He kills himself. With a jellyfish.
All of these years later and this still breaks my brain. In a film packed to the brim with eyebrow-raising character decisions (like all of the stalking, dear Christ, there is so much stalking), watching Will Smith off himself with a f*cking jellyfish in a motel bathtub almost manages to gaslight you into thinking everything that came before made sense (it doesn’t, don’t be fooled!).
And being reminded of this awful movie leads me to ask: Is this cringe-filled death mission feasible in any way?
So what the hell is up with jellyfish? Here’s the basics: Jellyfish are of the phylum Cnidaria, subphylum Medusozoa—yep, as in Medusa, courtesy of racist scientific pioneer, Carl Linnaeus—and are found in both fresh and salt water. Their bodies are composed of 95 percent water and are so lacking in substance that they have neither brains nor hearts (much like your ex). Despite their simple anatomy, they’ve remained fairly unchanged for hundreds of millions of years.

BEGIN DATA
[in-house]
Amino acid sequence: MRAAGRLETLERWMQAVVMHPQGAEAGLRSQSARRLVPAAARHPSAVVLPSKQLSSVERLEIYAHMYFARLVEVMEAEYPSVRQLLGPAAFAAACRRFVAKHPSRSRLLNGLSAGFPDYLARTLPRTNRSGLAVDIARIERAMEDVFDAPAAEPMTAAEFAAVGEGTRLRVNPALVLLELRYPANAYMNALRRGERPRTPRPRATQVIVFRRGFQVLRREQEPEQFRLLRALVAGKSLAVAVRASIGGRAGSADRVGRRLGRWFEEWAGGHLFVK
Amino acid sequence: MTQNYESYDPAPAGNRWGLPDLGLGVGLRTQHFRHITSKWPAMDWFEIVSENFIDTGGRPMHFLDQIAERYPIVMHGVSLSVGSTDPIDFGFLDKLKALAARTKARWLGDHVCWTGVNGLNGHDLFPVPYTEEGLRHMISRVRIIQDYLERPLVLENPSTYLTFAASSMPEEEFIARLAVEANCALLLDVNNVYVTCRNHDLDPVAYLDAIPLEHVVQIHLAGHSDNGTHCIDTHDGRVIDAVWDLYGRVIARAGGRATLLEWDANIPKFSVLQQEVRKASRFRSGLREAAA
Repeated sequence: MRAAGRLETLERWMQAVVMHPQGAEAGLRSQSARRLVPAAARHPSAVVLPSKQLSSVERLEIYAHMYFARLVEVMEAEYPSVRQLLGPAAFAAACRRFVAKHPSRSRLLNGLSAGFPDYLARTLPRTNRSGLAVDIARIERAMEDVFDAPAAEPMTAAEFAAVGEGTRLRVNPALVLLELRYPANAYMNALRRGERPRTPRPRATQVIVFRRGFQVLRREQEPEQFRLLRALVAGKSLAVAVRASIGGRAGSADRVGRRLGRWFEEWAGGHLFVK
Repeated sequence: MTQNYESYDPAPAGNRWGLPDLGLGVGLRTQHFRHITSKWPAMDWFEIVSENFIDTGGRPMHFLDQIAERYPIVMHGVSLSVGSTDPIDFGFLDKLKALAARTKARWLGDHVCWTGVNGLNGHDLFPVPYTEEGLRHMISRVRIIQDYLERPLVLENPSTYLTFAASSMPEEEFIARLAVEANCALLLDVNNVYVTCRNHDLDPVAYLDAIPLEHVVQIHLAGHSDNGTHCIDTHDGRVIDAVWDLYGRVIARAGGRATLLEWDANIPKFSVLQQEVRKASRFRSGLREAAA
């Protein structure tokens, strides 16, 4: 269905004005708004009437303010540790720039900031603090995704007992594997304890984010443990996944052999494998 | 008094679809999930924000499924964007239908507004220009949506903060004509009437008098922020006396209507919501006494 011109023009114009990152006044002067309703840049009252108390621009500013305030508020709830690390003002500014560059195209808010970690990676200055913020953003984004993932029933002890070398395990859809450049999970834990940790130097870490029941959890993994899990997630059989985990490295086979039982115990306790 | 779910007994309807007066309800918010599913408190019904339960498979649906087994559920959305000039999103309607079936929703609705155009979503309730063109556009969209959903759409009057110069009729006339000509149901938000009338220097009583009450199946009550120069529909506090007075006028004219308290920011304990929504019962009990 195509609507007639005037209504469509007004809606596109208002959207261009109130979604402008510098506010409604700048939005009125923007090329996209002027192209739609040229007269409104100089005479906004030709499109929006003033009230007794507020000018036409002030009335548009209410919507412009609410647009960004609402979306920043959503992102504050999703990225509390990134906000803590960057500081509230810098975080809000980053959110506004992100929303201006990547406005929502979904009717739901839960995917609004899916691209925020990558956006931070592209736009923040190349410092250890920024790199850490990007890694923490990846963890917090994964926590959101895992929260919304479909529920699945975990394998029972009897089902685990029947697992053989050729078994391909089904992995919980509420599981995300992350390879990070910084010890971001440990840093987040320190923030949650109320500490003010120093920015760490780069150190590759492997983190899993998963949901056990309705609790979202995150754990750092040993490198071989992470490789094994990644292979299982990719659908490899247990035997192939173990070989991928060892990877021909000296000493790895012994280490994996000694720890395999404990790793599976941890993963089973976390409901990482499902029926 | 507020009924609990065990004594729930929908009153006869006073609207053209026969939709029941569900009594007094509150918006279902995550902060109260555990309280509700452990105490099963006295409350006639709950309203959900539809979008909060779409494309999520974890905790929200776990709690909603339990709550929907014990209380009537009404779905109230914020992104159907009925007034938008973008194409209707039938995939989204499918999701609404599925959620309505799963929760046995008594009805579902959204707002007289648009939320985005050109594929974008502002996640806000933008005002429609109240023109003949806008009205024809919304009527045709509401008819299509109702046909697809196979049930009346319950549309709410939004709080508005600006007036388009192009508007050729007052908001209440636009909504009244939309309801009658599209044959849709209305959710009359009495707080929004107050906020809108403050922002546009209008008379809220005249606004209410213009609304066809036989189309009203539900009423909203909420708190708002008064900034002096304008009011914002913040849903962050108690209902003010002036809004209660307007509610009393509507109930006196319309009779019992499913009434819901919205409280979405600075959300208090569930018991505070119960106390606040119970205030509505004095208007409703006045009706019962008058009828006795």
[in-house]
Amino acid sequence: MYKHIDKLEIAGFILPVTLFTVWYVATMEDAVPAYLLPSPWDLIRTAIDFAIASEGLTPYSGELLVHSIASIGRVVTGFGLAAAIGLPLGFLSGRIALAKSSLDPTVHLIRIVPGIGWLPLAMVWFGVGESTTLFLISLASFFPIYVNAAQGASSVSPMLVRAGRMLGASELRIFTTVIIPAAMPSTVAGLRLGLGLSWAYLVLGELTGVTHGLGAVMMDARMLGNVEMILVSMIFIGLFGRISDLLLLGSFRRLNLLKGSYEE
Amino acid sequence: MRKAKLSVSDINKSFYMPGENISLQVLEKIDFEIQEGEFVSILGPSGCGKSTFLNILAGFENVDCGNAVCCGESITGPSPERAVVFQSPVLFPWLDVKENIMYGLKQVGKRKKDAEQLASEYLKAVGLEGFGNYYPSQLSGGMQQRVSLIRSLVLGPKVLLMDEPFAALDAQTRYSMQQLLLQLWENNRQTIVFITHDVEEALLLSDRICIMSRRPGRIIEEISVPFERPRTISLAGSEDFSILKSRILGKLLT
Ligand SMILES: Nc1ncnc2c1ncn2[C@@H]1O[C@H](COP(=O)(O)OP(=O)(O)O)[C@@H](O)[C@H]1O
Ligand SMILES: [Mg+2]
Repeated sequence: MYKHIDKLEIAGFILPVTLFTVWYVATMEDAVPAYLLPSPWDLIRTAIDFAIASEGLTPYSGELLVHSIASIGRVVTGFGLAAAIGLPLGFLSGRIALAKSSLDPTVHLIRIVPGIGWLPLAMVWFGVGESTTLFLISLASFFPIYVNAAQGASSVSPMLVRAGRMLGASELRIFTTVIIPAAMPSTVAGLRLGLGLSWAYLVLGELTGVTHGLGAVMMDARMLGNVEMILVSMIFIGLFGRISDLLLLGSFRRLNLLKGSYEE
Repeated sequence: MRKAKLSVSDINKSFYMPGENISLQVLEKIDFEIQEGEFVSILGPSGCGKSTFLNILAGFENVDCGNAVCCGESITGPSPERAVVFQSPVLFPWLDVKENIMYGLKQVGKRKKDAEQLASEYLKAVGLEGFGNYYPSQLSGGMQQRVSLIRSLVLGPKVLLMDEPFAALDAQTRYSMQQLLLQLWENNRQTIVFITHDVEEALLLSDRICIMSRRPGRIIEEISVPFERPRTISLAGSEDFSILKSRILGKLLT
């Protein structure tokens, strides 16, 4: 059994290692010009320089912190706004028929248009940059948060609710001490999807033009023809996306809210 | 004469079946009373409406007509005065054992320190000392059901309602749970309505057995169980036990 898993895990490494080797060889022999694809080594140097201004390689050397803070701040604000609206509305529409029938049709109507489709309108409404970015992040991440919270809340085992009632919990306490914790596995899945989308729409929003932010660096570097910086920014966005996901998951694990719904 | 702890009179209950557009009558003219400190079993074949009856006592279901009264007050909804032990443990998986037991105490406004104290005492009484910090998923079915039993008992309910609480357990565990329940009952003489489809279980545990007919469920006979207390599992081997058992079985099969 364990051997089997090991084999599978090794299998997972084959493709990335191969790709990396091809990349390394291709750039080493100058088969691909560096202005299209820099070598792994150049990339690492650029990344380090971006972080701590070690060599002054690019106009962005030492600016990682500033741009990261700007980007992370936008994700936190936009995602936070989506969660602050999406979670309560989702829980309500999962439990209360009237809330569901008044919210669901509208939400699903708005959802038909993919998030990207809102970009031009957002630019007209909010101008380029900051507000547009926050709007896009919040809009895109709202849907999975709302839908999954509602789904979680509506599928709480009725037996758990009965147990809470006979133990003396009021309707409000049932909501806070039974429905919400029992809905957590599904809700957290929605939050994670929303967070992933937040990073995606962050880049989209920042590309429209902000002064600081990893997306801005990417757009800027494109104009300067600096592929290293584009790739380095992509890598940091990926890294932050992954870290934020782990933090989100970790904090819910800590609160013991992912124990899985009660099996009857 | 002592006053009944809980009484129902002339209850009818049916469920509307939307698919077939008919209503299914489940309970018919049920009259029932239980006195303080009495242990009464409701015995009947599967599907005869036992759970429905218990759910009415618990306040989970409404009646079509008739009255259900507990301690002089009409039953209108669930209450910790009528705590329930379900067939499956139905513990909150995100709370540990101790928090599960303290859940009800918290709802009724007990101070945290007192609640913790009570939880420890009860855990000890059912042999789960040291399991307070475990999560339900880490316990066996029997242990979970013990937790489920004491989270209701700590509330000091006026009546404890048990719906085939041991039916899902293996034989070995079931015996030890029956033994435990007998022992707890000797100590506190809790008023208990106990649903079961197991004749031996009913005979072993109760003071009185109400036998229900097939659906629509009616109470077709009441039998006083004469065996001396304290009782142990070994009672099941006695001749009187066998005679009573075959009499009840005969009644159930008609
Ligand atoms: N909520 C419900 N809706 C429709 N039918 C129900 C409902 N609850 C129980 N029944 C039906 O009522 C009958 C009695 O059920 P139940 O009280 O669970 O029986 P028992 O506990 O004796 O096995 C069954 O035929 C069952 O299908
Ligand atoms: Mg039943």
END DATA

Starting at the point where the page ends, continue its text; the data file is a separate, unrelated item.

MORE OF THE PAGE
Pretty impressive for a water bag with the physical endurance of a sunny-side-up egg yolk, especially since most put very little effort in their own locomotion, opting instead to just go wherever the current takes them (just like your ex). Jellyfish sport varying levels of venom that’s delivered via nematocysts, tiny hell-arrows of pain on the surface of their tentacles, used for paralyzing small prey in order to suck them up into their mouths. Most common jellyfish stings are, while irritating, not particularly fatal for humans. There are, however, some very notable exceptions.
The aquatic star of our film happens to be one of these outliers. Referred to as the “box jellyfish” on account of its cube-ish head, this separate class of jellyfish is capable of active propulsion (up to 4.5 mph/7.2 km) and a much superior sight capability. While they are generally considered one of the most venomous creatures in the world—as we’re informed by Will Smith’s narration—there is only a handful of species within this class that should be truly feared, though for simplicity’s sake, I will continue using the unspecific term “box jellyfish.”